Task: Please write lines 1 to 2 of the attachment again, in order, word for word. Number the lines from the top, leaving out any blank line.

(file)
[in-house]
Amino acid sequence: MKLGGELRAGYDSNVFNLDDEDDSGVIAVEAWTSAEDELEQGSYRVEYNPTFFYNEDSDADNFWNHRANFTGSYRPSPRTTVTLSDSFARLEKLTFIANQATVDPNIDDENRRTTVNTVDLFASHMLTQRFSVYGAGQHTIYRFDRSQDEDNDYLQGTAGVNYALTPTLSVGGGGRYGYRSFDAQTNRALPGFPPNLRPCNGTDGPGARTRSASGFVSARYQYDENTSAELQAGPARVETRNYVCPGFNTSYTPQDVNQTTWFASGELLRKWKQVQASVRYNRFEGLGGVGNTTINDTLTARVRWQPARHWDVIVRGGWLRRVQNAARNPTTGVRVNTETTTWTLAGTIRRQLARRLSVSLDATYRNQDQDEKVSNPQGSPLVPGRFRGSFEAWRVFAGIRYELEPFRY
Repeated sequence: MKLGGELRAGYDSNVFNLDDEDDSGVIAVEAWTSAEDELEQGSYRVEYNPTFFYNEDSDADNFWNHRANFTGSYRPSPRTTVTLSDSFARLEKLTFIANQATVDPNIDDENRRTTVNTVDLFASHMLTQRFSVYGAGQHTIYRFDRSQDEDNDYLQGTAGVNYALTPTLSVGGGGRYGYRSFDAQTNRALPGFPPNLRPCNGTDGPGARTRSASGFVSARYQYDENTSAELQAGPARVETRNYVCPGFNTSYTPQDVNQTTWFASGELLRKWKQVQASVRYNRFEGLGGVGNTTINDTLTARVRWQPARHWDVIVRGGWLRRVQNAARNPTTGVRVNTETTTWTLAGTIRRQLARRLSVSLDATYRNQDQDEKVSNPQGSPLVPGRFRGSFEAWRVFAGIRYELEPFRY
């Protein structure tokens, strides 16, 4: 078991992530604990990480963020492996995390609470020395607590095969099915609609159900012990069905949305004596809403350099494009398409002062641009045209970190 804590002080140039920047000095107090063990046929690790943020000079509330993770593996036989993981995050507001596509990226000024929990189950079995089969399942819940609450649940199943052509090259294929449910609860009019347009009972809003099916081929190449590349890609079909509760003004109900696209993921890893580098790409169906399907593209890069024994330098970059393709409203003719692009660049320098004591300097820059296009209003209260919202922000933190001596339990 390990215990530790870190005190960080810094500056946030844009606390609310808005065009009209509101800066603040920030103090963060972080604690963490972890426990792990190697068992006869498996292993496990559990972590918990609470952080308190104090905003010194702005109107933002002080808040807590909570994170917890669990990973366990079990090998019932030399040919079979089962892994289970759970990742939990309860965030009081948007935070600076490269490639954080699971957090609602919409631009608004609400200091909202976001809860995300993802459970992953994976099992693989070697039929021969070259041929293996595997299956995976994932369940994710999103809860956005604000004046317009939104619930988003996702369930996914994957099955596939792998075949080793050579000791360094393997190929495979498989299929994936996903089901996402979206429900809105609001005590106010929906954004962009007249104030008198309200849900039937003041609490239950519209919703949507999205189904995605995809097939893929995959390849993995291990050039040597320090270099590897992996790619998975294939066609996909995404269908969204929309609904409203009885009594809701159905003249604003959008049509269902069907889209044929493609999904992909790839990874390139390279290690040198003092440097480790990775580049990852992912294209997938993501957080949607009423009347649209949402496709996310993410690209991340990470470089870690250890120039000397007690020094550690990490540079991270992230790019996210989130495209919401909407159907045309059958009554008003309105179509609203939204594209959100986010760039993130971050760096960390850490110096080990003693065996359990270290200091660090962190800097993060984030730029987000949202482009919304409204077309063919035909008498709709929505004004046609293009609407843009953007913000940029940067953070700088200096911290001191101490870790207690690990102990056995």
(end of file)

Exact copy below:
[in-house]
Amino acid sequence: MKLGGELRAGYDSNVFNLDDEDDSGVIAVEAWTSAEDELEQGSYRVEYNPTFFYNEDSDADNFWNHRANFTGSYRPSPRTTVTLSDSFARLEKLTFIANQATVDPNIDDENRRTTVNTVDLFASHMLTQRFSVYGAGQHTIYRFDRSQDEDNDYLQGTAGVNYALTPTLSVGGGGRYGYRSFDAQTNRALPGFPPNLRPCNGTDGPGARTRSASGFVSARYQYDENTSAELQAGPARVETRNYVCPGFNTSYTPQDVNQTTWFASGELLRKWKQVQASVRYNRFEGLGGVGNTTINDTLTARVRWQPARHWDVIVRGGWLRRVQNAARNPTTGVRVNTETTTWTLAGTIRRQLARRLSVSLDATYRNQDQDEKVSNPQGSPLVPGRFRGSFEAWRVFAGIRYELEPFRY